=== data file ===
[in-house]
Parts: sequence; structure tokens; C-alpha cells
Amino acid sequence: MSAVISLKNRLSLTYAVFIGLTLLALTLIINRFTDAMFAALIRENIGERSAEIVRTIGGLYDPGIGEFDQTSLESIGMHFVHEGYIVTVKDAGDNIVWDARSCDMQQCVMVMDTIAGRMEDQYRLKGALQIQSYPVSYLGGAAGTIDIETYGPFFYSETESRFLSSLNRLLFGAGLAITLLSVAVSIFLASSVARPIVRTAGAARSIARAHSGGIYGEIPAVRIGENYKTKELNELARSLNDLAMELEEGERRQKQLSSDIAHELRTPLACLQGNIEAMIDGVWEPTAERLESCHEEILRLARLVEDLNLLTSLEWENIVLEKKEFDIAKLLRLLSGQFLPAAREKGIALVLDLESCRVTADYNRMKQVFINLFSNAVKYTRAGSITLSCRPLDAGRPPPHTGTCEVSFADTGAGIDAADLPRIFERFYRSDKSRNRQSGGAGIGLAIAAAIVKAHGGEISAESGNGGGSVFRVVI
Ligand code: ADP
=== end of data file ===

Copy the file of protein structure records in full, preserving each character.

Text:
[in-house]
Parts: sequence; structure tokens; C-alpha cells
Amino acid sequence: MSAVISLKNRLSLTYAVFIGLTLLALTLIINRFTDAMFAALIRENIGERSAEIVRTIGGLYDPGIGEFDQTSLESIGMHFVHEGYIVTVKDAGDNIVWDARSCDMQQCVMVMDTIAGRMEDQYRLKGALQIQSYPVSYLGGAAGTIDIETYGPFFYSETESRFLSSLNRLLFGAGLAITLLSVAVSIFLASSVARPIVRTAGAARSIARAHSGGIYGEIPAVRIGENYKTKELNELARSLNDLAMELEEGERRQKQLSSDIAHELRTPLACLQGNIEAMIDGVWEPTAERLESCHEEILRLARLVEDLNLLTSLEWENIVLEKKEFDIAKLLRLLSGQFLPAAREKGIALVLDLESCRVTADYNRMKQVFINLFSNAVKYTRAGSITLSCRPLDAGRPPPHTGTCEVSFADTGAGIDAADLPRIFERFYRSDKSRNRQSGGAGIGLAIAAAIVKAHGGEISAESGNGGGSVFRVVI
Ligand code: ADP